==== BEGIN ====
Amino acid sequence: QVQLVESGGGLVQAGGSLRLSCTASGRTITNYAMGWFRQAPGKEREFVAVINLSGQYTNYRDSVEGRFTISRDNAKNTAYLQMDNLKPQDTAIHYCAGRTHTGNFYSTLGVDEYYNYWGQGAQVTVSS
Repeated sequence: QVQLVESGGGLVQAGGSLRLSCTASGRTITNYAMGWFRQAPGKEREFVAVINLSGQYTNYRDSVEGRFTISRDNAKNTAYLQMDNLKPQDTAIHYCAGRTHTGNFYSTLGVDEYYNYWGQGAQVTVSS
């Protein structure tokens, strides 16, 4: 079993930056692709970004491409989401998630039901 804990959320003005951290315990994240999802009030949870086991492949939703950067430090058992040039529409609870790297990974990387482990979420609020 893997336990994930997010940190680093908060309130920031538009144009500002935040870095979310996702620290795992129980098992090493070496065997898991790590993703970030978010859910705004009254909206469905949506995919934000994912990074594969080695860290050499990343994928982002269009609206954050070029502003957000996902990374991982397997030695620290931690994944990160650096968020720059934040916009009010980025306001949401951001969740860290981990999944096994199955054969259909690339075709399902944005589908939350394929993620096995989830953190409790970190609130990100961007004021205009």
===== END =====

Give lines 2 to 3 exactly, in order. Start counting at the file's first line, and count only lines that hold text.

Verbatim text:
Repeated sequence: QVQLVESGGGLVQAGGSLRLSCTASGRTITNYAMGWFRQAPGKEREFVAVINLSGQYTNYRDSVEGRFTISRDNAKNTAYLQMDNLKPQDTAIHYCAGRTHTGNFYSTLGVDEYYNYWGQGAQVTVSS
């Protein structure tokens, strides 16, 4: 079993930056692709970004491409989401998630039901 804990959320003005951290315990994240999802009030949870086991492949939703950067430090058992040039529409609870790297990974990387482990979420609020 893997336990994930997010940190680093908060309130920031538009144009500002935040870095979310996702620290795992129980098992090493070496065997898991790590993703970030978010859910705004009254909206469905949506995919934000994912990074594969080695860290050499990343994928982002269009609206954050070029502003957000996902990374991982397997030695620290931690994944990160650096968020720059934040916009009010980025306001949401951001969740860290981990999944096994199955054969259909690339075709399902944005589908939350394929993620096995989830953190409790970190609130990100961007004021205009």